Ruth Hommelsheim presents in her first solo exhibition at widmertheodoridis an installation comprising repainted photographs and an extensive installation of drawings. In Dreamland she utilizes strategies and elements from previous projects that she carries on and forward into a comprehensive exhibition concept.
The raw material of the Landmarks series in Dreamland is derived from photographs of various architectural objects that Hommelsheim gathered during her journeys. In a two-step process they are first painted over with white acrylic paint and then cropped. The paint remains adequately transparent, leaving the urban space–which surrounds the objects–detectable. Nonetheless the painting-over of the context creates a feeling of uncertainty: the respective building appears to have dropped from time and space.
The title Dreamland is derived from one of the objects in the pictures: it’s a neon sign from a decayed amusement palace along the British coast. The title also refers to the detached, dream-like status of the cropped objects. These small format images that deal with architecture are completed with two large format images. Just like the buildings, these figures are also cropped and highlighted by painting-over the background.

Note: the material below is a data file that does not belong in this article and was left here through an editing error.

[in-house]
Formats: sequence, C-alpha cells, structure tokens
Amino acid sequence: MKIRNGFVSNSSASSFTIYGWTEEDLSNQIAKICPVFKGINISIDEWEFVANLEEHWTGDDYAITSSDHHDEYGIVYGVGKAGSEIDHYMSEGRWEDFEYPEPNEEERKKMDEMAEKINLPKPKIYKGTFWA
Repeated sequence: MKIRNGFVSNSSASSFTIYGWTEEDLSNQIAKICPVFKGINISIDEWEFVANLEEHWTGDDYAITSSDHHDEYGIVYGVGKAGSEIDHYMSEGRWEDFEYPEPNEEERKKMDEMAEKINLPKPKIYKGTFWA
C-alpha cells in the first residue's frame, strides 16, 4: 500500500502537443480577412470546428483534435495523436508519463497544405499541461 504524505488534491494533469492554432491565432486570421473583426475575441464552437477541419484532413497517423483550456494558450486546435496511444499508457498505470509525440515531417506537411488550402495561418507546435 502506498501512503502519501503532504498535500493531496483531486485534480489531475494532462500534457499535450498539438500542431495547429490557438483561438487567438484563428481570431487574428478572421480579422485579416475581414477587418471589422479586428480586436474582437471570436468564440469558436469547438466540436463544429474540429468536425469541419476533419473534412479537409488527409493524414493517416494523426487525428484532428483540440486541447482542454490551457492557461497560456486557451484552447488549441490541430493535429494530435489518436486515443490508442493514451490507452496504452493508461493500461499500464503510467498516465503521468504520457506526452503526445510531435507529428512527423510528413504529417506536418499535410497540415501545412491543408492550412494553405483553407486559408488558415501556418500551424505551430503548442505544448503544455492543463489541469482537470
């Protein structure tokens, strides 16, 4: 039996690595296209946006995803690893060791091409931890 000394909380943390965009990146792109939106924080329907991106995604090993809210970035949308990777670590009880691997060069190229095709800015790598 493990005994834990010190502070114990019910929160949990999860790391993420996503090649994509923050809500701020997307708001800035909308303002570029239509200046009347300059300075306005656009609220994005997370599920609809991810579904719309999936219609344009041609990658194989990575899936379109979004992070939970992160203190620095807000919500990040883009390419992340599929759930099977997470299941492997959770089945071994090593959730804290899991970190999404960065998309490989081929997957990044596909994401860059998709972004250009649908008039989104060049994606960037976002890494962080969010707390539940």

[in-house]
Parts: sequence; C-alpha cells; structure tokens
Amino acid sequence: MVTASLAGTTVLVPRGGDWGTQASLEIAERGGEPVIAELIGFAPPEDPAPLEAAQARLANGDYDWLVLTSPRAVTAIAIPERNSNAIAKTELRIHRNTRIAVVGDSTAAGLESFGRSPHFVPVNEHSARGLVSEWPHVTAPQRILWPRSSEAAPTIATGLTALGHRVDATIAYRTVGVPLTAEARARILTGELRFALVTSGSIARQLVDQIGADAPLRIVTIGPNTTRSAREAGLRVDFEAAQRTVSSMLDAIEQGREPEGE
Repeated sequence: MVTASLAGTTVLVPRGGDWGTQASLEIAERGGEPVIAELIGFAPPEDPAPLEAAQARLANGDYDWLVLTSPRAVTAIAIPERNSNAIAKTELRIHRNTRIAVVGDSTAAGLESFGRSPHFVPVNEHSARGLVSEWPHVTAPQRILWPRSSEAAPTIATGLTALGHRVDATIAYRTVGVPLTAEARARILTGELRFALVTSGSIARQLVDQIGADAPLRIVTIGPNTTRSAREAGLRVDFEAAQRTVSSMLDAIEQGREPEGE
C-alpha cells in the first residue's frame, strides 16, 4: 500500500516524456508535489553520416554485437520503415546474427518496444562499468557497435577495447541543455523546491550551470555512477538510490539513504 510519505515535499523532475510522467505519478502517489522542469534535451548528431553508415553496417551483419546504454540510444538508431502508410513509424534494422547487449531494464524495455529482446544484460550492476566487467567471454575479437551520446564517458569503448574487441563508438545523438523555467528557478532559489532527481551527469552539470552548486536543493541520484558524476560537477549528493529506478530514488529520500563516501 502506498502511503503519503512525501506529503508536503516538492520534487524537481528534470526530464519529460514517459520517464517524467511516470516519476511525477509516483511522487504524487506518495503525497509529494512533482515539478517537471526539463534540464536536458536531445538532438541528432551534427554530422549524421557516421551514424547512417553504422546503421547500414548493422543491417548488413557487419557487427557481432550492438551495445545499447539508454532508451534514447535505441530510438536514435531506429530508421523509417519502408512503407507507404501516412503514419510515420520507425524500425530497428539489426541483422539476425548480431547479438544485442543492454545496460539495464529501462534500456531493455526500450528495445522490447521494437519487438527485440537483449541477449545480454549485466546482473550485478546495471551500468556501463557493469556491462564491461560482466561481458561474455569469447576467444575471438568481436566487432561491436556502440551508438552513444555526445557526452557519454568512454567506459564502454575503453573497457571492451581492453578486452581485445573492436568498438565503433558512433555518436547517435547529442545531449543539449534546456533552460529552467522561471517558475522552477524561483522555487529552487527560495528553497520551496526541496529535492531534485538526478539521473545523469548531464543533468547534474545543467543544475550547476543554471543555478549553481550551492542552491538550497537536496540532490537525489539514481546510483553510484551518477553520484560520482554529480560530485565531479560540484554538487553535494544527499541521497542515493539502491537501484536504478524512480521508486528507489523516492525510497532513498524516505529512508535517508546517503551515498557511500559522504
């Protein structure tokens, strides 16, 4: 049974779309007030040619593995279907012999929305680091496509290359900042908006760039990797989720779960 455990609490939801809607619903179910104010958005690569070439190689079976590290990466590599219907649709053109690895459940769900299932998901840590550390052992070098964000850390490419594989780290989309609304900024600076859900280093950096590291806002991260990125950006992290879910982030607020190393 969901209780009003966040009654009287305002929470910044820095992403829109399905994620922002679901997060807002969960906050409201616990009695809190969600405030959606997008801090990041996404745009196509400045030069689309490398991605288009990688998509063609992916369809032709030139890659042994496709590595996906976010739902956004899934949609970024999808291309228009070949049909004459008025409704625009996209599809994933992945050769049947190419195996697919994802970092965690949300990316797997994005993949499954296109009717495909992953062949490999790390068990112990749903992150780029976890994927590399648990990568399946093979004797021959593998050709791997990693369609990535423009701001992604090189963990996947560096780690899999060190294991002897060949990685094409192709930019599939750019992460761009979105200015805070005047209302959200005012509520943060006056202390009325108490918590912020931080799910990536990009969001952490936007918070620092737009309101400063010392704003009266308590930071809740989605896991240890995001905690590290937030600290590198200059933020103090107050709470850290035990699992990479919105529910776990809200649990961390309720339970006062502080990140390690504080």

The pencil lines on the walls of the gallery form another layer that melts with the traces of previous exhibitions. Nail holes, imperfections and stains are connected with the photographs by pencil drawings. The drawing creates an abstract map, network or grid that holds the buildings and the individuals together and references them all anew.
Hommelsheim extends in Dreamland her current method: motifs from different series are detached from their initial project based context, reassembled and connected with spatial, condensed installations that create a new art work of their own.